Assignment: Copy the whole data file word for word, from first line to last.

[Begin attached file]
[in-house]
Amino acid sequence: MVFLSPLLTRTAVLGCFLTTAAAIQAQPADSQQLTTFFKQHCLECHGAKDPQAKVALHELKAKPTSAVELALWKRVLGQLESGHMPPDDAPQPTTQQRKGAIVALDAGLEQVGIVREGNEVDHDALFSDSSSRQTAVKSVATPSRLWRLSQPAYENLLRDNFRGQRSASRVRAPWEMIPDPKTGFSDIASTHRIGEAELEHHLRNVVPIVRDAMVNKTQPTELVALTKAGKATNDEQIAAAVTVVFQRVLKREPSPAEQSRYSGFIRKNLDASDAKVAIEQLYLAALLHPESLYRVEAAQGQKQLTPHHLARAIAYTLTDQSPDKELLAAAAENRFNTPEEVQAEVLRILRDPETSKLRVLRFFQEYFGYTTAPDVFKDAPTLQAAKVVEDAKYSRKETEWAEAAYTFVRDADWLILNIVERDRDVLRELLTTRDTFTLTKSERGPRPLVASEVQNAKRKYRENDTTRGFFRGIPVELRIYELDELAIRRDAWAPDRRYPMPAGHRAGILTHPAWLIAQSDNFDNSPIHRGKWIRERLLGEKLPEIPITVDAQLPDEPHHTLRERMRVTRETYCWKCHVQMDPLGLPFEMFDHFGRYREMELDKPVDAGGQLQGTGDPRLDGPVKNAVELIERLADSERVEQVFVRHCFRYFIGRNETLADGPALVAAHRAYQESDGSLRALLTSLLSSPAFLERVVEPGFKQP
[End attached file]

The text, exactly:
[in-house]
Amino acid sequence: MVFLSPLLTRTAVLGCFLTTAAAIQAQPADSQQLTTFFKQHCLECHGAKDPQAKVALHELKAKPTSAVELALWKRVLGQLESGHMPPDDAPQPTTQQRKGAIVALDAGLEQVGIVREGNEVDHDALFSDSSSRQTAVKSVATPSRLWRLSQPAYENLLRDNFRGQRSASRVRAPWEMIPDPKTGFSDIASTHRIGEAELEHHLRNVVPIVRDAMVNKTQPTELVALTKAGKATNDEQIAAAVTVVFQRVLKREPSPAEQSRYSGFIRKNLDASDAKVAIEQLYLAALLHPESLYRVEAAQGQKQLTPHHLARAIAYTLTDQSPDKELLAAAAENRFNTPEEVQAEVLRILRDPETSKLRVLRFFQEYFGYTTAPDVFKDAPTLQAAKVVEDAKYSRKETEWAEAAYTFVRDADWLILNIVERDRDVLRELLTTRDTFTLTKSERGPRPLVASEVQNAKRKYRENDTTRGFFRGIPVELRIYELDELAIRRDAWAPDRRYPMPAGHRAGILTHPAWLIAQSDNFDNSPIHRGKWIRERLLGEKLPEIPITVDAQLPDEPHHTLRERMRVTRETYCWKCHVQMDPLGLPFEMFDHFGRYREMELDKPVDAGGQLQGTGDPRLDGPVKNAVELIERLADSERVEQVFVRHCFRYFIGRNETLADGPALVAAHRAYQESDGSLRALLTSLLSSPAFLERVVEPGFKQP